The civil service’s gender diversity agenda under the coalition: where have the critical feminist actors gone?Citation formats

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The civil service’s gender diversity agenda under the coalition: where have the critical feminist actors gone? / Richards, David; Fitzpatrick, Daniel.

In: British Politics, 02.04.2019.

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@article{3fc89ec858e54c73b0f91b1dd2a50c78,
title = "The civil service’s gender diversity agenda under the coalition: where have the critical feminist actors gone?",
abstract = "This article examines the patterns of gender representation in the UK Civil Service to interrogate the claim that there was a regressive change in the proportion of women in the most senior grades of Whitehall under the UK Coalition Government (2010–2015). It does so by analysing both quantitative data covering civil service employment patterns during the Coalition years, complemented by new, primary qualitative data drawn from interviews conducted by the authors. The article presents an original explanation of these shifting patterns, emphasising the crucial role of ‘critical feminist actors’ in driving forward gender equality and diversity agendas in Whitehall. It concludes by highlighting dilemmas and risks involved in this agency-based approach to equality and diversity, which relies on the personal drive and commitment of key, senior actors; and at the same time is subject to the vicissitudes of change in personnel and political environment.",
keywords = "Gender diversity, UK civil service, Austerity, Coalition government, Representative bureaucracy",
author = "David Richards and Daniel Fitzpatrick",
year = "2019",
month = "4",
day = "2",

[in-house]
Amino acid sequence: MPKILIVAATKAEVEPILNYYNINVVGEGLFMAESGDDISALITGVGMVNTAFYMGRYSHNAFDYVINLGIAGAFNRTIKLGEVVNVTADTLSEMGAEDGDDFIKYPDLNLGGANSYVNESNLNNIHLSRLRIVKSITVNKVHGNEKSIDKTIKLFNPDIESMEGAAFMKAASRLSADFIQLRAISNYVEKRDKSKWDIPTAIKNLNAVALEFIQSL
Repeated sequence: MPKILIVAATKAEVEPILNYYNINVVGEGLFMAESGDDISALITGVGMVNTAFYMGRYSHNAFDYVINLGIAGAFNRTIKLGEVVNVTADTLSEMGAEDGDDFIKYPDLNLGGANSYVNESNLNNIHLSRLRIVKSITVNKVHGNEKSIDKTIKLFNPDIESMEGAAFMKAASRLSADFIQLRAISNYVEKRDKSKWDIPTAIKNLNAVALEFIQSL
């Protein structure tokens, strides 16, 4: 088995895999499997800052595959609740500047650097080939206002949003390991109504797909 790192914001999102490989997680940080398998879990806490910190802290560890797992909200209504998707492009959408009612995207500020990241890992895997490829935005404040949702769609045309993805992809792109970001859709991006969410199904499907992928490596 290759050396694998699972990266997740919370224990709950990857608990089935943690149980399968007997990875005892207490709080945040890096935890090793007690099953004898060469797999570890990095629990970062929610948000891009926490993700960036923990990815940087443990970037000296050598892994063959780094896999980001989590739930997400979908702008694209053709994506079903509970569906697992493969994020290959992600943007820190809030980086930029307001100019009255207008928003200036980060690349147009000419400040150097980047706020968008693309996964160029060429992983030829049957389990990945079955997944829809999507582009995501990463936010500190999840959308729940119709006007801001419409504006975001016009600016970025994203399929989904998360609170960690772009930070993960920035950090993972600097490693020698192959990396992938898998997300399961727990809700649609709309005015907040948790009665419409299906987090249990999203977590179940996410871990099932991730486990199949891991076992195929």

doi = "10.1057/s41293-019-00106-7",
language = "English",
journal = "British Politics",
issn = "1746-918X",
publisher = "Palgrave Macmillan Ltd.",

}

RIS

TY - JOUR

T1 - The civil service’s gender diversity agenda under the coalition: where have the critical feminist actors gone?

AU - Richards, David

AU - Fitzpatrick, Daniel

PY - 2019/4/2

Y1 - 2019/4/2

N2 - This article examines the patterns of gender representation in the UK Civil Service to interrogate the claim that there was a regressive change in the proportion of women in the most senior grades of Whitehall under the UK Coalition Government (2010–2015). It does so by analysing both quantitative data covering civil service employment patterns during the Coalition years, complemented by new, primary qualitative data drawn from interviews conducted by the authors. The article presents an original explanation of these shifting patterns, emphasising the crucial role of ‘critical feminist actors’ in driving forward gender equality and diversity agendas in Whitehall. It concludes by highlighting dilemmas and risks involved in this agency-based approach to equality and diversity, which relies on the personal drive and commitment of key, senior actors; and at the same time is subject to the vicissitudes of change in personnel and political environment.

AB - This article examines the patterns of gender representation in the UK Civil Service to interrogate the claim that there was a regressive change in the proportion of women in the most senior grades of Whitehall under the UK Coalition Government (2010–2015). It does so by analysing both quantitative data covering civil service employment patterns during the Coalition years, complemented by new, primary qualitative data drawn from interviews conducted by the authors. The article presents an original explanation of these shifting patterns, emphasising the crucial role of ‘critical feminist actors’ in driving forward gender equality and diversity agendas in Whitehall. It concludes by highlighting dilemmas and risks involved in this agency-based approach to equality and diversity, which relies on the personal drive and commitment of key, senior actors; and at the same time is subject to the vicissitudes of change in personnel and political environment.

KW - Gender diversity, UK civil service, Austerity, Coalition government, Representative bureaucracy

U2 - 10.1057/s41293-019-00106-7

DO - 10.1057/s41293-019-00106-7

M3 - Article

JO - British Politics

JF - British Politics

SN - 1746-918X

ER -